Also, don’t forget that every job you’ve had in the past, including jobs you hated, must have taught you something. They all count towards your professional development. So it’s best not to eliminate them from your resume altogether.


Now, if you’re worried that a recent job you quit may come up in an interview, it’s a different matter. You don’t have to explain how you felt about your past work. All the people who are quitting in the pandemic because they don’t like their jobs won’t need to talk about their negative experiences at all.


Think about it. How many people who appear for job interviews are a hundred percent satisfied with all their employers in the past? Interviewers don’t expect you to have loved all your past jobs. (Incidentally, there are things you can do to survive in a job that you hate, but can’t quit just yet.) But it’s in bad taste to talk about them or talk about them complainingly. We are never our best when we complain, and at interviews, we want to look our best.


Venting is for friends and family, not a job interview.


That said, your interviewer may push and ask questions designed to find out which jobs you like and which ones you don’t. Here are a couple of ways you can deal with interview questions about a job you hated.


  • Avoid putting your past work experiences into boxes. For instance, there may have been some aspects of the job that you liked. Maybe you enjoyed working as a product designer. You just didn’t like your boss too much. In such a case, talk about your good experiences.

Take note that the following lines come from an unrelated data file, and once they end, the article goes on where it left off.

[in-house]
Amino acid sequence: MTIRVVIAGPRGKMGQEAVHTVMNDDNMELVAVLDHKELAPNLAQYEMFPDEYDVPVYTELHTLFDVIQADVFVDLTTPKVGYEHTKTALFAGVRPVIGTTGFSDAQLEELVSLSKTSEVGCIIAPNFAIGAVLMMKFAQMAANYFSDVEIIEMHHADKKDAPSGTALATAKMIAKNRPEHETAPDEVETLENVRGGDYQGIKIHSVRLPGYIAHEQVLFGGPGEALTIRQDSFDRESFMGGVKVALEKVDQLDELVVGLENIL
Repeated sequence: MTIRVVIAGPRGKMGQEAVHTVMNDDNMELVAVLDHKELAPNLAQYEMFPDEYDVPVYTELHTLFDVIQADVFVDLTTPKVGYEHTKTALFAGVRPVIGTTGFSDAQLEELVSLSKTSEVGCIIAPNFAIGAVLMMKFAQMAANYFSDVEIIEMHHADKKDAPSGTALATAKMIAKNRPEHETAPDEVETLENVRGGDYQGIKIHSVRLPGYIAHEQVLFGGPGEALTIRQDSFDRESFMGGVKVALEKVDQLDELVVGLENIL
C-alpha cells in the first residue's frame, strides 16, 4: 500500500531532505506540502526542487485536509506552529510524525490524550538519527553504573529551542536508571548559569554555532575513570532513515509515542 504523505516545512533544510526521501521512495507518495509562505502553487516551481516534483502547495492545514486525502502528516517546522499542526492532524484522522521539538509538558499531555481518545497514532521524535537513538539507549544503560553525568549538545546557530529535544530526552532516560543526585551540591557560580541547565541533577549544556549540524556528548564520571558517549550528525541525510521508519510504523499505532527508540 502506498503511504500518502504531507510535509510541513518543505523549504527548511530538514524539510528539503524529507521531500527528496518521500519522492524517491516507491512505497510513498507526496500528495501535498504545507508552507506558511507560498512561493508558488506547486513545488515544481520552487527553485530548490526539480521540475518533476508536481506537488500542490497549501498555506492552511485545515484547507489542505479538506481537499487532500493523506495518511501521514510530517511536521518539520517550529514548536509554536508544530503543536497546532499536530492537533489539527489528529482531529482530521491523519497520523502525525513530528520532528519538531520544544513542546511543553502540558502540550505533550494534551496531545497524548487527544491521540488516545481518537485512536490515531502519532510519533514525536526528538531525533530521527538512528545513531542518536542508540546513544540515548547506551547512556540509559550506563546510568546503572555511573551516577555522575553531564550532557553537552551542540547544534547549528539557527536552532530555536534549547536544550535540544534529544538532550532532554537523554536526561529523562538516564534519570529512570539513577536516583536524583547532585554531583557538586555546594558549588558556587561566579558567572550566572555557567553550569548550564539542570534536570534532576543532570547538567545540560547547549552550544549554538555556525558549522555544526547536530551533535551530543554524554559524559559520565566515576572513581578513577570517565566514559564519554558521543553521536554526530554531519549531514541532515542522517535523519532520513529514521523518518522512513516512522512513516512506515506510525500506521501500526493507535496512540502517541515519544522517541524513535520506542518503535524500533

• When the interviewer asks you to describe your least favorite job, don’t take the bait. Don’t describe negative experiences. Instead, work out beforehand how you can couch a negative experience in a positive light.

  • If the interviewer pushes you to answer why you quit your last job, you can have an answer ready for them. You should never say you left the job because you hated it. Instead, say, “I carried out my responsibilities as a product designer for XYZ Company. However, I felt that my skills could be better suited in another industry, which is why I’m interested in the product designer position in your company.”


Are You A Water Buffalo?


Whether you’re a fairly independent worker at work or someone who feels part of a small family built around friendly colleagues, you’re not immune to the turnover contagion. If there’s something at your last workplace you don’t like, that you feel is enough to make you quit for better bonuses and higher wages, you’ll be writing a resume soon. And turning up for job interviews.


Don’t be the person that complains about their last job. Be the person that finds a way to see the good things in their last job, and speak about it with grace. Keep your resume clear of intentional gaps, even if you’d like nothing better than to block out that job from your life. Think about the lessons from the job you quit, and you’ll feel ready for a new job search sooner. Hiring a resume writing service can help to keep the drama out of your resume too.